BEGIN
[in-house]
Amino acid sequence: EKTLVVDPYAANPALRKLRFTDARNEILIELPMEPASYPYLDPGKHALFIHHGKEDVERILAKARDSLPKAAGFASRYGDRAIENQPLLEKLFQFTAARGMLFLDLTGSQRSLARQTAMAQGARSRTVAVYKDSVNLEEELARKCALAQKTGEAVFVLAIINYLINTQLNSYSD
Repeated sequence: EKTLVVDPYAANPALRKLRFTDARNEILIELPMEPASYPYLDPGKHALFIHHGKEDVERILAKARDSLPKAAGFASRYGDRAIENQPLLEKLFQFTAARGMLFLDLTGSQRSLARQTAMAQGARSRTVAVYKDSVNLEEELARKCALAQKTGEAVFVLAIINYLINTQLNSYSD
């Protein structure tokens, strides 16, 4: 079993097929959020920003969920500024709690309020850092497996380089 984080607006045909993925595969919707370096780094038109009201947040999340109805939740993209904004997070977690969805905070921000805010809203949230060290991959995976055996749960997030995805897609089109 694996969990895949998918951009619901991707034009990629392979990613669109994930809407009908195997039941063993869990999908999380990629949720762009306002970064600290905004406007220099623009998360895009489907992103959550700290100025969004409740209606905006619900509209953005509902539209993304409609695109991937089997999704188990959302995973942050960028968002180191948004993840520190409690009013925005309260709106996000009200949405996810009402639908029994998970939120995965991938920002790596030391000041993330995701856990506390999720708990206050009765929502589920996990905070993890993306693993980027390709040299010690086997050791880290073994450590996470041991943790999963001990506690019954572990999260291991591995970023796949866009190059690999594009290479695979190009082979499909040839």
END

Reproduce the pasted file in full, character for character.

[in-house]
Amino acid sequence: EKTLVVDPYAANPALRKLRFTDARNEILIELPMEPASYPYLDPGKHALFIHHGKEDVERILAKARDSLPKAAGFASRYGDRAIENQPLLEKLFQFTAARGMLFLDLTGSQRSLARQTAMAQGARSRTVAVYKDSVNLEEELARKCALAQKTGEAVFVLAIINYLINTQLNSYSD
Repeated sequence: EKTLVVDPYAANPALRKLRFTDARNEILIELPMEPASYPYLDPGKHALFIHHGKEDVERILAKARDSLPKAAGFASRYGDRAIENQPLLEKLFQFTAARGMLFLDLTGSQRSLARQTAMAQGARSRTVAVYKDSVNLEEELARKCALAQKTGEAVFVLAIINYLINTQLNSYSD
């Protein structure tokens, strides 16, 4: 079993097929959020920003969920500024709690309020850092497996380089 984080607006045909993925595969919707370096780094038109009201947040999340109805939740993209904004997070977690969805905070921000805010809203949230060290991959995976055996749960997030995805897609089109 694996969990895949998918951009619901991707034009990629392979990613669109994930809407009908195997039941063993869990999908999380990629949720762009306002970064600290905004406007220099623009998360895009489907992103959550700290100025969004409740209606905006619900509209953005509902539209993304409609695109991937089997999704188990959302995973942050960028968002180191948004993840520190409690009013925005309260709106996000009200949405996810009402639908029994998970939120995965991938920002790596030391000041993330995701856990506390999720708990206050009765929502589920996990905070993890993306693993980027390709040299010690086997050791880290073994450590996470041991943790999963001990506690019954572990999260291991591995970023796949866009190059690999594009290479695979190009082979499909040839």